From a sizzling scorcher in the South to severe storms in the east and Mid-Atlantic, a ring of fire weather pattern will bring summer weather hazards to more than 40 million Americans for the first part of this week.
Parts of 13 states were under heat advisories, from Texas, Louisiana and Florida in the South to Missouri and Illinois in the Midwest, the National Weather Service reported.
"It feels like hell is what it feels like," said Junae Brooks, who runs Junae's Grocery in Holly Bluff, Miss.
Many of her customers were wearing straw hats or keeping cool with wet rags around their necks, she said.
Areas that lie beneath a big, sprawling ridge of high pressure will bake, while clockwise winds around the high's edges will slingshot periodic severe thunderstorms around its periphery. For those along the edge, it's a one-two punch -- a setup that begins for some with oppressive heat and humidity, and could end with damaging storms.
In Dallas, the mercury is forecast to soar to 103 degrees today, the hottest temperature there since July of last year. Dallas-Fort Worth International Airport hit the century mark on Friday, Saturday, and Sunday. Its average high for this time of year is about 96 degrees. In Galveston, the heat index remained above 100 degrees for 41 hours late last week.
The residents of Orange, Texas, about 115 miles west of Houston near the Gulf of Mexico, started their workweek on a not-so-pleasant note: The heat index had spiked to 111 degrees before 9 a.m., thanks to an extreme dew point of 83 degrees.
The heat isn't confined to the Gulf Coast, however. Oklahoma City hit 103 degrees on Saturday and 102 on Sunday. Will Rogers World Airport was set to top 100 degrees again on Monday, marking the first three-day string of 100 degree days there since 2017.
It was expected to feel like 116 degrees in parts of eastern Oklahoma, near Tulsa, on Monday, forecasters said.
Most of central, southern and eastern Arkansas was under an excessive heat warning as heat index values reached between 100 and 105 degrees. Heat index values reached as high as 115 degrees in Brinkley and Searcy, said National Weather Service meteorologist Joe Goudsward in North Little Rock.
"The actual temperature has been between 93 to 99 degrees across the state," he said. "The temperatures are normal for this time of year, but it's the humidity that is getting us. We usually have some humidity, but this is a little extreme."
An excessive heat warning is expected today for the majority of central and southeast Arkansas, Goudsward said.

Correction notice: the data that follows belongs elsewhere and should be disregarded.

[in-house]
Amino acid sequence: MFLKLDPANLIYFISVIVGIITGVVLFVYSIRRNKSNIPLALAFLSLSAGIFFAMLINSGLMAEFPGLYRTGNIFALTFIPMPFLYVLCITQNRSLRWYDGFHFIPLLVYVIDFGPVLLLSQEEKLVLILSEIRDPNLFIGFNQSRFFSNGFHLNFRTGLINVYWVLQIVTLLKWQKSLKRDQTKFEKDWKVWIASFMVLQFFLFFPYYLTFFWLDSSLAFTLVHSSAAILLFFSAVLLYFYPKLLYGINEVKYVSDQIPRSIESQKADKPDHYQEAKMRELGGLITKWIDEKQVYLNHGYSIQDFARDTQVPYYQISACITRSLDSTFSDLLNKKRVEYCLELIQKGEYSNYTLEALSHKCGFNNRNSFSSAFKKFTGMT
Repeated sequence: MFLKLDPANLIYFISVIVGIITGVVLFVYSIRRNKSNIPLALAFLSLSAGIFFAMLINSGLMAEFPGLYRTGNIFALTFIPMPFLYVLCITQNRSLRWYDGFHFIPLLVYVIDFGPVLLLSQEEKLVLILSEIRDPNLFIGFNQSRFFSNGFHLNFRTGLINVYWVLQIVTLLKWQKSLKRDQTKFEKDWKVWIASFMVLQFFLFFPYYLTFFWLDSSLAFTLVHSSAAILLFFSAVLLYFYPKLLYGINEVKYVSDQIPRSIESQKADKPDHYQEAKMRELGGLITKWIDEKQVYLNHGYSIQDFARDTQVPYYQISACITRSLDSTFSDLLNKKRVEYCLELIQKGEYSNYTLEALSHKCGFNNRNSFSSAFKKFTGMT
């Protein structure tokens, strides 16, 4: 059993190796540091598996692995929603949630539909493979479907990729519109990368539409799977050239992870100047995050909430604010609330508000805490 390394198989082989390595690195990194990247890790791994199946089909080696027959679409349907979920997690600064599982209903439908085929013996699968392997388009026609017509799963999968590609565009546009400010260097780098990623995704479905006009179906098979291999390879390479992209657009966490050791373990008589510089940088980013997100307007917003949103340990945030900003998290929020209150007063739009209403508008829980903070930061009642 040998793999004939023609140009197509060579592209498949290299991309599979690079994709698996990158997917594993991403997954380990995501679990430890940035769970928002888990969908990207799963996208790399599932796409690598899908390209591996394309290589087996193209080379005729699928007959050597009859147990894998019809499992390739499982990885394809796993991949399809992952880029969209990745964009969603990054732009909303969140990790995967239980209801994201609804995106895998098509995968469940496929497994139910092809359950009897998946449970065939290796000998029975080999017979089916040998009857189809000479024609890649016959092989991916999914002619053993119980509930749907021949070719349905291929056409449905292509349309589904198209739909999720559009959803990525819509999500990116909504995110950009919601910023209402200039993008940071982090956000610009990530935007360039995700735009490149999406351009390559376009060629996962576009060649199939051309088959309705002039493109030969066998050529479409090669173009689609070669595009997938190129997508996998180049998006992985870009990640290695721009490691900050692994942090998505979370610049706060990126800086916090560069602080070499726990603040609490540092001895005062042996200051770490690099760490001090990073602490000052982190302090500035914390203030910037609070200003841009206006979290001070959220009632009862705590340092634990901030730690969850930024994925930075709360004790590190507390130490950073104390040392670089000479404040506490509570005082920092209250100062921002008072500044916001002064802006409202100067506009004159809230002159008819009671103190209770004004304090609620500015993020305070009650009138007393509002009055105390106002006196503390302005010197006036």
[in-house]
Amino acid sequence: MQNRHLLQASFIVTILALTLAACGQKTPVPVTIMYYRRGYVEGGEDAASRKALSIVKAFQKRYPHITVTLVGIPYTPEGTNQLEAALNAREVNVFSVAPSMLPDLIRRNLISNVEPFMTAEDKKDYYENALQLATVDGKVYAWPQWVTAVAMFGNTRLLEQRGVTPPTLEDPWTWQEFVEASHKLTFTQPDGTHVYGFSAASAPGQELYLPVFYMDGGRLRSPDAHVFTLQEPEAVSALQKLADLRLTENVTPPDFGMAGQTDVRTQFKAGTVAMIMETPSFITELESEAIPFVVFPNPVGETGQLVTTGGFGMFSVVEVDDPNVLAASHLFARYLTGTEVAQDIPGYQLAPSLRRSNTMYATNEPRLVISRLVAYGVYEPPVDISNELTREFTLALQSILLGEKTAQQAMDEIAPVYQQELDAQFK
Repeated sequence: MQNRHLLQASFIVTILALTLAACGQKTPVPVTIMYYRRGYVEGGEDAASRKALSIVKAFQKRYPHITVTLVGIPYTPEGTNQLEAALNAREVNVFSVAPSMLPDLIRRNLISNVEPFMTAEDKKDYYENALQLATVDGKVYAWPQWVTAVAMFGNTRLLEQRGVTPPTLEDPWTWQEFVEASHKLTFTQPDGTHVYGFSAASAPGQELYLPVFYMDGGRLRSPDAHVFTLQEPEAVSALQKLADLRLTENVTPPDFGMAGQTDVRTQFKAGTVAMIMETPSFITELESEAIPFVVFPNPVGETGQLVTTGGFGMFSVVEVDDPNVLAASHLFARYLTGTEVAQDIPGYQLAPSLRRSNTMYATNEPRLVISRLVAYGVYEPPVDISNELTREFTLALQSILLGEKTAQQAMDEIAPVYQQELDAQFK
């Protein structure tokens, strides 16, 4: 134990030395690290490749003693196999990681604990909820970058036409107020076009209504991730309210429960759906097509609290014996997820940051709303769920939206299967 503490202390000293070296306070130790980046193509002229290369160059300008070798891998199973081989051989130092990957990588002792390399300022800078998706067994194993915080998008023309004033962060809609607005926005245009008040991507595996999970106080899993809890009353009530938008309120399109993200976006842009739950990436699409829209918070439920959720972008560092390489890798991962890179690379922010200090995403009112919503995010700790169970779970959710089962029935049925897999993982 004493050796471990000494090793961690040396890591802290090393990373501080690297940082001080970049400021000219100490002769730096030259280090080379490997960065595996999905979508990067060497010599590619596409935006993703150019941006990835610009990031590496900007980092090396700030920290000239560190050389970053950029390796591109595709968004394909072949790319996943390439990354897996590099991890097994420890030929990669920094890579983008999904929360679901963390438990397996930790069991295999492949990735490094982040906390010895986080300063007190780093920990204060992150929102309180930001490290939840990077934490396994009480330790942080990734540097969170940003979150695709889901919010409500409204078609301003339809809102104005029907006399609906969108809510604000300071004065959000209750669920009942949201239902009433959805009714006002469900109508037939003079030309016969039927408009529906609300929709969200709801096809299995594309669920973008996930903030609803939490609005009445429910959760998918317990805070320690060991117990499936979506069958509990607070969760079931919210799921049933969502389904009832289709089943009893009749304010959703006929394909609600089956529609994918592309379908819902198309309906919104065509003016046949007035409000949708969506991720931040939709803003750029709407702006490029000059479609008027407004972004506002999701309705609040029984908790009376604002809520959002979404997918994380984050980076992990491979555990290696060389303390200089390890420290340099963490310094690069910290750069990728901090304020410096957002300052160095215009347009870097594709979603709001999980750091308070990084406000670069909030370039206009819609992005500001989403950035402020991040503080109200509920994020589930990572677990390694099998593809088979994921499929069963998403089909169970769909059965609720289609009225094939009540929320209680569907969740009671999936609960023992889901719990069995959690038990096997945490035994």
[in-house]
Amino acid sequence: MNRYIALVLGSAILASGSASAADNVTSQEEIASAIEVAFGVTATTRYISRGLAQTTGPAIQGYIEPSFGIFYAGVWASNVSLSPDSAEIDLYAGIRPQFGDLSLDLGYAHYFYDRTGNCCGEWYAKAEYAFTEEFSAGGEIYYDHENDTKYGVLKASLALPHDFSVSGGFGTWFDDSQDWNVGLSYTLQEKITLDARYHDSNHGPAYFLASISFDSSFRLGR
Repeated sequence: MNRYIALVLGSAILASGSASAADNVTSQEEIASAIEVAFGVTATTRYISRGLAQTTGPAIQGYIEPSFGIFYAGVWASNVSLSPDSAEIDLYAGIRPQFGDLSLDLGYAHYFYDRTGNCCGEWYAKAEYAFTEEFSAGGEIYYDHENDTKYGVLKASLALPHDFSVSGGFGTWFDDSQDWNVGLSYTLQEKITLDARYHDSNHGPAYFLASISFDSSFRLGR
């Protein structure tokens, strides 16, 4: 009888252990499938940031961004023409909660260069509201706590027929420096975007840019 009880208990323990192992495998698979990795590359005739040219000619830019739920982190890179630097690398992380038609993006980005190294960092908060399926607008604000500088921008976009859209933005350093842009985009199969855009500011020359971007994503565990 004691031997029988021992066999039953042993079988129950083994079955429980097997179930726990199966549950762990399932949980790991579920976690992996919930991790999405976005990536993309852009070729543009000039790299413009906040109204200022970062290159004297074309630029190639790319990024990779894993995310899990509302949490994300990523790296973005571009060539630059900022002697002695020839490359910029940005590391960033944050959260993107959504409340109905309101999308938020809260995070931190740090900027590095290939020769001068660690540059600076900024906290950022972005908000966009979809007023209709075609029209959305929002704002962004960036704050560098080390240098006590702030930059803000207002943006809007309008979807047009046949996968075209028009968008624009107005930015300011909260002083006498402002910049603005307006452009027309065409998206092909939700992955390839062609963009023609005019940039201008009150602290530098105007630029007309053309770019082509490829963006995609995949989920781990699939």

"[Today] looks like it will be a transition period; there will be some cooling in the north, but still pretty hot in the rest of the state," he said. "It will definitely be a little bit better by Thursday."
Cooling centers will be open today in Little Rock at Dunbar Community Center, 1001 W. 16th St.; East Little Rock Community Center, 2500 E. Sixth St.; Southwest Community Center, 6401 Baseline Road; and West Central Community Center, 4521 John Barrow Road.
In Alabama and Tennessee, high school football coaches were adjusting practice schedules Monday and today, with some moving the workouts indoors and others conducting training in the early morning or evening, The Tennessean reported. In northern Alabama, forecasters with the weather service's Huntsville office said Monday that they issued the first excessive heat warning for the area in more than seven years.
Conditions are set to cool significantly in the North, where Boston is expecting a refreshing 76 degrees today, a welcome break coming on the heels of the area's warmest month on record. By Wednesday, an area of dew points in the upper 40s to near 50 degrees will filter south from Canada, bringing a comfortable early taste of fall air.
Where these two vastly different air masses clash, severe storms are in the forecast. Some meteorologists call them "ridge runners," since they are propelled around the edge of the blocking high, such as the one currently parked over the South.
With plentiful heat and moisture to tap into, these storms could pack a punch, especially in the D.C. area today.
The Storm Prediction Center has placed portions of the Mid-Atlantic, including Washington, D.C., Philadelphia, and Baltimore, under an "enhanced risk" for severe weather today.
A 24-hour rainfall total of 7.21 inches was recorded by a weather observer on the east side of St. Louis on Monday morning, while other amounts topping 4 inches were measured nearby. A flash flood warning was issued for St. Louis early Monday, with more than 3 inches falling in just 90 minutes.
Information for this article was contributed by Matthew Cappucci of The Washington Post; by Jay Reeves and Jeff Martin of The Associated Press; and by Stephen Simpson of the Arkansas Democrat-Gazette.
A Section on 08/13/2019
Print Headline: Excessive heat buffets Arkansas, region